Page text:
In the 1980s archaeologists found a 400,000-year-old hominin bone in Sima de los Huesos, Spain. But the discoveries didn’t stop there. By 1997 they had found more than 2,000 human fossils representing more than 30 individuals. Was this the worlds oldest grave1?
At nearly twice the age of our species, this ancient grave is way older than we might expect the first burials to be. But surely such a large collection of remains had to be deliberate. After all, they clearly weren’t living in the cave. No tools or other habitation signs were found2.
However, not all are convinced it was a grave. At the time the cave it was inaccessible except through a vertical “chimney” in the roof. This turned the cave into a deathtrap, with animals plummeting into the pit3. AI suggests the humans may have been accidental victims.
But can we trust the robots?
Ruling out accident
We’ve known about Sima de los Huesos since the 80s. The archaeological investigations there are older than me! Despite all this research, we’re still finding out new things about the cave. These discoveries have implications for the grave hypothesis.
The latest discovery at the site is how it formed. Researchers painstakingly examined each archaeological layer to figure out how it came to be, revealing there were 7 main phases of sediment formation3.
The 6th is the one of interest to us as it contains most of the hominin fossils. This sediment appears to have been mud gradually seeping into the cave, burying the human remains in the cave. It was a fairly sedate process, causing little damage to the fossils3.
The overlying 7th deposit has a more dramatic history. This mud appears to have washed in from outside, perhaps during a flash flood or rainstorm, smothering the hominin layer in the process. As it came tumbling in, a few hominin fossils from the 6th layer got mixed in; but don’t really belong there3.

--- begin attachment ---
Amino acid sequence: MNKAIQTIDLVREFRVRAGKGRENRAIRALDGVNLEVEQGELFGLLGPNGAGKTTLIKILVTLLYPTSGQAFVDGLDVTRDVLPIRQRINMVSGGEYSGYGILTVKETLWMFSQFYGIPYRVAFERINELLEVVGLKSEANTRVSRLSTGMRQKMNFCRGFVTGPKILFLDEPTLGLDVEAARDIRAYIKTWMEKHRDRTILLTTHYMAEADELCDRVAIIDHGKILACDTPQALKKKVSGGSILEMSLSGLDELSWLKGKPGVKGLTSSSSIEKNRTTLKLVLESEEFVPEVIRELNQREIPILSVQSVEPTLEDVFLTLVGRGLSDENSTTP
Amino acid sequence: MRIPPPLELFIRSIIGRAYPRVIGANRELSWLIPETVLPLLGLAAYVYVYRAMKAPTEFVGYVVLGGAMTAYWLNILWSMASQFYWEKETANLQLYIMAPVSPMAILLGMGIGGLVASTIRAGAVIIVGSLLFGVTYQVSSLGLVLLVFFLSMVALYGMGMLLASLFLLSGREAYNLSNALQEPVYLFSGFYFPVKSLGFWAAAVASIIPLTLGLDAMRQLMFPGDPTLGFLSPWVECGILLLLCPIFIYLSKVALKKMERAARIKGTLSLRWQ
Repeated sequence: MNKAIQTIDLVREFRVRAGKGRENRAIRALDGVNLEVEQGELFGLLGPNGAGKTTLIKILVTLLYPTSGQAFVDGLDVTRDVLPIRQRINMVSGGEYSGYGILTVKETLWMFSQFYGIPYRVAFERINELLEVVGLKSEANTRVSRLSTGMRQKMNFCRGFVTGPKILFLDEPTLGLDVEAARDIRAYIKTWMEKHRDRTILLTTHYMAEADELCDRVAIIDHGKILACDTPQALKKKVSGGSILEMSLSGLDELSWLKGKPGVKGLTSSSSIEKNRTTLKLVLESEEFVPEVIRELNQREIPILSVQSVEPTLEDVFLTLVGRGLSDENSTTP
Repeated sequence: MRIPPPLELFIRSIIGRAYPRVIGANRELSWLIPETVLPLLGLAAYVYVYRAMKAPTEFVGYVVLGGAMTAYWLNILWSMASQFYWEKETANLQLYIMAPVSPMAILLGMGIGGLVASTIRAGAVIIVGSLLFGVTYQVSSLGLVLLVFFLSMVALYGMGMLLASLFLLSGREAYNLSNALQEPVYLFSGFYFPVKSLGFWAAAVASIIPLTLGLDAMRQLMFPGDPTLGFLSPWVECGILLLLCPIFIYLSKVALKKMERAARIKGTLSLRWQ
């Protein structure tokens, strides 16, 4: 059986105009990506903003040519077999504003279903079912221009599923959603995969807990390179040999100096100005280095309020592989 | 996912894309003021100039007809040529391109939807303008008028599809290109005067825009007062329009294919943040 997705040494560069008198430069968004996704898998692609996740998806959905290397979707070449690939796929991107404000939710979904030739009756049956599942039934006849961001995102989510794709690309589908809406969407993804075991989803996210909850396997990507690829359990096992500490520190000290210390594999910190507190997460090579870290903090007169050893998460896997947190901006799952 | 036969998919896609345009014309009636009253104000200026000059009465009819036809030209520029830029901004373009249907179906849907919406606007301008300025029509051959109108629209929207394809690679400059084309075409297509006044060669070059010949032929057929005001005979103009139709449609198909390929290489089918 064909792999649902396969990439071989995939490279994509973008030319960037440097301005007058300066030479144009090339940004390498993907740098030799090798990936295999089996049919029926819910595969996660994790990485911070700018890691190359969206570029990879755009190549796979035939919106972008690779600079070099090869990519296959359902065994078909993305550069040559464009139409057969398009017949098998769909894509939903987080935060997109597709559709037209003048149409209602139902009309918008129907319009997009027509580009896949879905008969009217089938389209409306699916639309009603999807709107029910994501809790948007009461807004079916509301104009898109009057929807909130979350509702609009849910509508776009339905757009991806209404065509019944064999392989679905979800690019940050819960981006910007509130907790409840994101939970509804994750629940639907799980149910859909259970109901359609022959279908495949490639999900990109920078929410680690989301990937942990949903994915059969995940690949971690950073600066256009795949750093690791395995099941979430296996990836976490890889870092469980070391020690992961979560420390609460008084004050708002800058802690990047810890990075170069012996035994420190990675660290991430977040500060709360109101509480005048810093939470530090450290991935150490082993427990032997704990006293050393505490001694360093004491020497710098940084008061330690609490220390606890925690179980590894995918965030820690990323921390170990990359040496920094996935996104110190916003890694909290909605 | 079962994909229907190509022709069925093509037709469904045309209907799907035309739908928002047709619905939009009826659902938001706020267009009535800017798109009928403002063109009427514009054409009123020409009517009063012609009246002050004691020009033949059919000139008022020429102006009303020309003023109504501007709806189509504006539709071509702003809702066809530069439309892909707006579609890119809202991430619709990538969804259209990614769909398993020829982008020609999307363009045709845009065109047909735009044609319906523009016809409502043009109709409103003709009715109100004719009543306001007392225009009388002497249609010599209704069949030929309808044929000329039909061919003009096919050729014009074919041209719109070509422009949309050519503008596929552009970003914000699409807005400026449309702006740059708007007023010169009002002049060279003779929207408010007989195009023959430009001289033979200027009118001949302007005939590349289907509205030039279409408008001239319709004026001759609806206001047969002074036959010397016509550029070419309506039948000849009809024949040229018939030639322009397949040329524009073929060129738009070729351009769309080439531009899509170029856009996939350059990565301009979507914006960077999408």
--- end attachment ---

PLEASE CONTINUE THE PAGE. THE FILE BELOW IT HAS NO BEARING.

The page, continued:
And that’s the crucial fact. It turns out Hominin remains only really come from this 6th deposit. Conversely, the other animals, which likely fell in, are found in just about every deposit3.
In other words, remains which wound up in the accidentally built up slowly, over a long period of time. The human remains are the opposite. Could this prove it was a deliberate burial?
But was it a grave?
All of this shows the site was formed by human choices. Something they decided to do meant there were a lot of human remains deposited, then it stopped. But that doesn’t mean it was a grave.
Their choices may have been as utilitarian as “Hey, people keep falling down this hole. Let’s move away and never come back”. Or noting that prey was sparser in the area (perhaps because they were also falling down holes) and deciding to move on.
Even assuming people were deliberately chucking remains down the cave doesn’t prove it was a grave. Some have pointed out how this seems almost careless and callous. Not the sort of care you might associate with a grave. So again, perhaps the choices were more utilitarian “this body stinks, let’s throw it away”2.
So we still have some work to do before we can determine if this cave is a grave. However, it does seem clear that it wasn’t an accident either. Which, at the very least, is good for the reputation of these ancient humans.
We know they weren’t blundering idiots who kept falling into holes.
- de Castro, J.M.B. and Nicolás, M.E., 1997. Palaeodemography of the Atapuerca-SH Middle Pleistocene hominid sample. Journal of Human Evolution, 33(2-3), pp.333-355.
- Stiner, M.C., 2017. Love and death in the Stone Age: What constitutes first evidence of mortuary treatment of the human body?. Biological Theory, 12(4), pp.248-261.
- Aranburu, A., Arsuaga, J.L. and Sala, N., 2017. The stratigraphy of the Sima de los Huesos (Atapuerca, Spain) and implications for the origin of the fossil hominin accumulation. Quaternary International, 433, pp.5-21.